Sailboat Do-it-Yourself Rig Survey

Sailboat Rig Inspection Tips

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Several subscribers who read my recent blog post regarding stainless steel corrosion, “Detecting and Dealing with Stainless Steel Corrosion” asked if we had any guidance for someone who wanted to do a preliminary survey of their own rig, or the rig on a boat they would like to purchase. First of all, there is no substitute for a professional inspection. A good rigger has seen it all, and will recognize problems that the layperson will not.

For an offshore cruising boat, Practical Sailor would recommend a routine survey of the rig by a professional at every three-to-five years, or anytime trouble pops up. A good surveyor will walk you through the potential trouble spots, and a confident cruiser will be able to carry out the subsequent surveys on his own. Be pro-active and conservative. What appears to be minor corrosion can be a sign of more serious weaknesses.

The following DIY survey described by PS contributor and surveyor Frank Lanier should, as much as possible, be conducted at least once a year and before every long passage. If you have an older boat with known trouble spots like hidden chainplate corrosion, set aside time during the off-season to probe deeper.

Standing Rigging

Most sailors immediately think wire when they hear the term standing rigging, but that’s only one part of the story. Your pre-survey inspection should encompass several different components, from chainplates and turnbuckles to cotter pins and terminal ends. Here are three primary standing rigging components along with possible issues to watch out for.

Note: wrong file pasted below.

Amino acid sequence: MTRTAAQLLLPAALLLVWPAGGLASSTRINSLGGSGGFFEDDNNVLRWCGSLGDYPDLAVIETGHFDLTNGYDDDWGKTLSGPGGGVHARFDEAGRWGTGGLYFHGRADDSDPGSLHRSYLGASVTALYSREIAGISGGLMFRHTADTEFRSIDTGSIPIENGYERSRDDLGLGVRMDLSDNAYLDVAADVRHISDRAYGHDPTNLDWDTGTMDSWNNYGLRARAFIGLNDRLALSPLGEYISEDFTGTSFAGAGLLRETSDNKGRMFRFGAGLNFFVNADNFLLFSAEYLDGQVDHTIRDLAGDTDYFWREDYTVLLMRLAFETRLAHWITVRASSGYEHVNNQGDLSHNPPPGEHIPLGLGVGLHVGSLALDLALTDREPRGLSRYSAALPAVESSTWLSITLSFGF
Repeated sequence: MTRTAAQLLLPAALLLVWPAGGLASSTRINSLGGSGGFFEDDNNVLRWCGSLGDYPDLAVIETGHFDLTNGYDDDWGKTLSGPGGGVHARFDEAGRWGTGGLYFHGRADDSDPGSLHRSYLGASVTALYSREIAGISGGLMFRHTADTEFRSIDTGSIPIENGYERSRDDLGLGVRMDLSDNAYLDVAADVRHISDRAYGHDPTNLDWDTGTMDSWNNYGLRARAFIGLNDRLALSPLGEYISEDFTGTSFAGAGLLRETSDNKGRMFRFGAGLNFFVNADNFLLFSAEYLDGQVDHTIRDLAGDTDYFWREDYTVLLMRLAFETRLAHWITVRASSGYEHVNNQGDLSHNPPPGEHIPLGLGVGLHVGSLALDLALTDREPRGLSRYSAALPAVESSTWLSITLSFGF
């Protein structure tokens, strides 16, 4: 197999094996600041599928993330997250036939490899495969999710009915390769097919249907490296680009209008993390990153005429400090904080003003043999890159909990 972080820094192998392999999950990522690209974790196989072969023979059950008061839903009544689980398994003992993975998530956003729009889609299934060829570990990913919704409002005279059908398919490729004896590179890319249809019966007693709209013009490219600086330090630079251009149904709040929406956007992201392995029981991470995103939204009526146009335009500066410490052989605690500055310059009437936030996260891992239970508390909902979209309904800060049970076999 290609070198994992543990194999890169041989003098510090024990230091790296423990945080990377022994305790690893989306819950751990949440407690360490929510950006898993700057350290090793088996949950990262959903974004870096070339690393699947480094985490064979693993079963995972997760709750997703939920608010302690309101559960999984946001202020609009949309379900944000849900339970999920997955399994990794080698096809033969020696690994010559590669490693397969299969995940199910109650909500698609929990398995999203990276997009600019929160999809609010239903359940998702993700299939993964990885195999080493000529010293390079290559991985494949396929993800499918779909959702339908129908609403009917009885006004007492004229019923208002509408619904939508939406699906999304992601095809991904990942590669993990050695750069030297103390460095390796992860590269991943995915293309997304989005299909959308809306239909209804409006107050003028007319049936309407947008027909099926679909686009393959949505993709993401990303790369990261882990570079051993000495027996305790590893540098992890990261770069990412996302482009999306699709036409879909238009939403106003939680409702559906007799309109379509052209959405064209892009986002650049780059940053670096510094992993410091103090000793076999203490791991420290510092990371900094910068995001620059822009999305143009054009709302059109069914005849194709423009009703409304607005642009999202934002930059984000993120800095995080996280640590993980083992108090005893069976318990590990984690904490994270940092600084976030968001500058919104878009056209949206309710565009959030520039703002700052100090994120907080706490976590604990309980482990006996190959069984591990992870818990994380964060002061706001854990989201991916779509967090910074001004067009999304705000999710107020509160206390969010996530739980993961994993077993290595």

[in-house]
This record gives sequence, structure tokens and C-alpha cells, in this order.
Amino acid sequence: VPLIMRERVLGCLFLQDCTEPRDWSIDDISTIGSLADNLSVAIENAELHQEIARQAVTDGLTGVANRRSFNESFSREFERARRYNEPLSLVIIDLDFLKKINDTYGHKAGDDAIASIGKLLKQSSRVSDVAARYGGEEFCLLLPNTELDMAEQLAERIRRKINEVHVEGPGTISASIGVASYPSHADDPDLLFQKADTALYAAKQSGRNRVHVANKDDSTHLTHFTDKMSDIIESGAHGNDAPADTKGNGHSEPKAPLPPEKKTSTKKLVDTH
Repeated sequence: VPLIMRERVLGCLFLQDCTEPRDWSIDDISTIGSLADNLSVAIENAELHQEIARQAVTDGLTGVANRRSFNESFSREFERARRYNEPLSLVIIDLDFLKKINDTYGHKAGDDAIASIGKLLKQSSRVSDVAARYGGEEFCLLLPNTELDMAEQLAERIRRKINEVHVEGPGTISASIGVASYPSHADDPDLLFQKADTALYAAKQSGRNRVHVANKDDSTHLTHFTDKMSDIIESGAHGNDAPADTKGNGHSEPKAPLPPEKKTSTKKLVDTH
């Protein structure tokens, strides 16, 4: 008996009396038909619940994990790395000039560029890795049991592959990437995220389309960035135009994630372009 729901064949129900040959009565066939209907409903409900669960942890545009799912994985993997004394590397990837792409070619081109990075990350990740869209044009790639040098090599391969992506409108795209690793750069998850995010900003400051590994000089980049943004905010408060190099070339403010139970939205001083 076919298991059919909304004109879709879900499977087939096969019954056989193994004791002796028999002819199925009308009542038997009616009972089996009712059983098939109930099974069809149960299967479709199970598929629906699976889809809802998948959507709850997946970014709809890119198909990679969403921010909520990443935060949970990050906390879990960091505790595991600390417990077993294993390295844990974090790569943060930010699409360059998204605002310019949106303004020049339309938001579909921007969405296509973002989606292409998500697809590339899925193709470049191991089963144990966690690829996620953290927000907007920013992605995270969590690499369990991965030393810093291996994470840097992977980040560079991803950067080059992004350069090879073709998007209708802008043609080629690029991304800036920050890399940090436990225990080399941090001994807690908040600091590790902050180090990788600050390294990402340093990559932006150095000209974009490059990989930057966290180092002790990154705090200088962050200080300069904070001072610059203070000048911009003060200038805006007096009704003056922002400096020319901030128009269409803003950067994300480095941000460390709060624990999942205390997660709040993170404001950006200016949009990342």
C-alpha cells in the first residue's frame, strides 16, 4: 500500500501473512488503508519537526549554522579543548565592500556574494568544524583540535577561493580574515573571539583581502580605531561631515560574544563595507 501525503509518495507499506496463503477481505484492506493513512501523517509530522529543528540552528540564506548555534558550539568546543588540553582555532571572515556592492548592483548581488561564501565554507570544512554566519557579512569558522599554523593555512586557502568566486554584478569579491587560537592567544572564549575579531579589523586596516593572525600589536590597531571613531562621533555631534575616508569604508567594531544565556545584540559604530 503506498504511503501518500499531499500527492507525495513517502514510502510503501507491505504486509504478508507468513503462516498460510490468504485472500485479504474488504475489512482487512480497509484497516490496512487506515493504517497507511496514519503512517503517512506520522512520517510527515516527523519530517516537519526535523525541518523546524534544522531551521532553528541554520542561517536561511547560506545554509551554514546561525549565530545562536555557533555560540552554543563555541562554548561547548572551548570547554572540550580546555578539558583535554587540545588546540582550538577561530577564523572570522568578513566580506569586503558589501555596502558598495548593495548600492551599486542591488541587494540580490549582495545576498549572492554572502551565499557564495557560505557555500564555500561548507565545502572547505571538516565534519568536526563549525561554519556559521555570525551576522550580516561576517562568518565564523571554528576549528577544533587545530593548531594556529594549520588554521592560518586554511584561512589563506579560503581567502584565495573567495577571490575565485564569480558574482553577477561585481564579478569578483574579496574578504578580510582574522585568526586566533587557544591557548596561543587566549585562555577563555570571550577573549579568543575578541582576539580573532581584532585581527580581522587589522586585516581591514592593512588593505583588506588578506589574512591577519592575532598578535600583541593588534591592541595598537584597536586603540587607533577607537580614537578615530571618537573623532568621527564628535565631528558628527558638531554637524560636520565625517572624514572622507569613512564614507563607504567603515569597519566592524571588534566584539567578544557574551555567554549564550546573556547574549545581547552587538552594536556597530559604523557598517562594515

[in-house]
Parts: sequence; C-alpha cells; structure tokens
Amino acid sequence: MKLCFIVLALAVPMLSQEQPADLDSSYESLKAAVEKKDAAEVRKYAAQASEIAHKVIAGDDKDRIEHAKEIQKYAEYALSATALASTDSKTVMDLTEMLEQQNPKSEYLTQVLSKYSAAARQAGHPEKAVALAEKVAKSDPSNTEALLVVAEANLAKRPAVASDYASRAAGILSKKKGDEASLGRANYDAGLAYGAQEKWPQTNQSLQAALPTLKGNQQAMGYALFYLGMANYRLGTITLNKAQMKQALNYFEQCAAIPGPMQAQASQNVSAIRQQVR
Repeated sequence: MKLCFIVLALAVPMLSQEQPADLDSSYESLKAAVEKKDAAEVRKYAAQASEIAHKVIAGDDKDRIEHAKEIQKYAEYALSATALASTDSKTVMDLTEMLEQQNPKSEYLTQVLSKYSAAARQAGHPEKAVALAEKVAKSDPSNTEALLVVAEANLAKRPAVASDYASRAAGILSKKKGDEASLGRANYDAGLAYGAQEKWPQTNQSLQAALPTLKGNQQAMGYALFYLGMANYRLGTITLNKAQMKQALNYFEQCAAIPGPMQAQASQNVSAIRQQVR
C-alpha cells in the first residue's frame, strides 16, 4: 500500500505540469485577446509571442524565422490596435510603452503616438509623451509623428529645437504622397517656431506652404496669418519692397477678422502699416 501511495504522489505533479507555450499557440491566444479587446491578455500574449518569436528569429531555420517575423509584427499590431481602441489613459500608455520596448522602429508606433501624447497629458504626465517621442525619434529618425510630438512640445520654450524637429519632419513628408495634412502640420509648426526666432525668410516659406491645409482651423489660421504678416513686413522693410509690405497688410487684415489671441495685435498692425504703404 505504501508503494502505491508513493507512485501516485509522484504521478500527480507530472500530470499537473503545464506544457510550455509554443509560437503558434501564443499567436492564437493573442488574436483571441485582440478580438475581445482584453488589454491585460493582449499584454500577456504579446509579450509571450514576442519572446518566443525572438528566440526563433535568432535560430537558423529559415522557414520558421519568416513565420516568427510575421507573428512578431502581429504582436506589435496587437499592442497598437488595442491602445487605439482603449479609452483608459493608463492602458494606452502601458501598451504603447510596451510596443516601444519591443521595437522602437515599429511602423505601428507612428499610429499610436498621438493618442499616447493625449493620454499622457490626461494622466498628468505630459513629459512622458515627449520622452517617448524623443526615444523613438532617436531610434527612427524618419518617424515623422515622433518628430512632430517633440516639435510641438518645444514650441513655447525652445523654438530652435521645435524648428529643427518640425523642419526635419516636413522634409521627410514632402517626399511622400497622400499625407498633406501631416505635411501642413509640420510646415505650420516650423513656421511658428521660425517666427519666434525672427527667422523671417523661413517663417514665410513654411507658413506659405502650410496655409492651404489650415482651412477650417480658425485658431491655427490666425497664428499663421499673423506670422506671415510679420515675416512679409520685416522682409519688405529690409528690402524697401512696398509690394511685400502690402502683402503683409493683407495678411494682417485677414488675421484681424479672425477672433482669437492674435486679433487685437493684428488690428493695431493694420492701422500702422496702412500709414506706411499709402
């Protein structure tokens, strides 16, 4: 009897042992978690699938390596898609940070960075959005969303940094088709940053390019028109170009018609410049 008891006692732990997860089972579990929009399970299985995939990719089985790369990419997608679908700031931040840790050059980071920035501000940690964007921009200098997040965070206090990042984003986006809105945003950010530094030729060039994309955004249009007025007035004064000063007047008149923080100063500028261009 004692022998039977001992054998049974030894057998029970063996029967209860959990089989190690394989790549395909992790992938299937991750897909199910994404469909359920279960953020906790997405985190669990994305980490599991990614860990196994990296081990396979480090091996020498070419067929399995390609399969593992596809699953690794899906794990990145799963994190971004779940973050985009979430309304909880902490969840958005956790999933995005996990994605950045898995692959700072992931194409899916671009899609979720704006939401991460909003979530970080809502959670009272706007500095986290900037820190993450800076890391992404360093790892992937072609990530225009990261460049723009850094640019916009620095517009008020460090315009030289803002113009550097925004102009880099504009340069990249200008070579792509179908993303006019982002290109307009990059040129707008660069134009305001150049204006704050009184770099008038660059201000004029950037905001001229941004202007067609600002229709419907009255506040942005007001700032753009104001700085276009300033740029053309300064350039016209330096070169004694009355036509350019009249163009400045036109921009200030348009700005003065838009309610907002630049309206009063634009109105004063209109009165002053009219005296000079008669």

Wire

Broken yarns or strands (aka fishhooks) are a clear indication that rigging wire is nearing the end of its service life, even if the other strands appear good. You can check for broken strands by wrapping toilet paper around the wire and carefully running it up and down while looking for snags or shredding of the paper.

Nicks and scratches that affect multiple strands or one strand deeply should also be noted as possible cause for replacement, as should kinks, flat spots, proud strands and corrosion, particularly where the wire enters a swage fitting.

Floppy shrouds or stays should also be inspected to determine the cause of the looseness, which can indicate anything from a much needed rig tune-up to a failed mast step.

Terminal Fittings

Of the various wire terminal fittings found on sailboats, swage fittings are the most common source of terminal failures.

Each should be checked carefully for signs of fatigue, proud strands (a common indication of broken strands in the swage), cracks, and corrosion. A small, handheld magnifying glass can be very helpful during this inspection. Pay close attention to lower terminals, which are particularly susceptible to corrosion as a result of salt-laden water running down the wire and inside the fitting.

Bent or banana-shaped fittings (the result of improper compression of the fitting onto the wire) are also items of concern that will need to be addressed.

Chainplates

Chainplates should be checked carefully for issues such as movement, rust, cracks, deformation of the clevis pin hole, and improper lead angle. Chainplates that penetrate the deck will often leak (due to movement and/or caulking failure), and the damage this causes, both to the interior of the vessel and the chainplate itself, can be significant.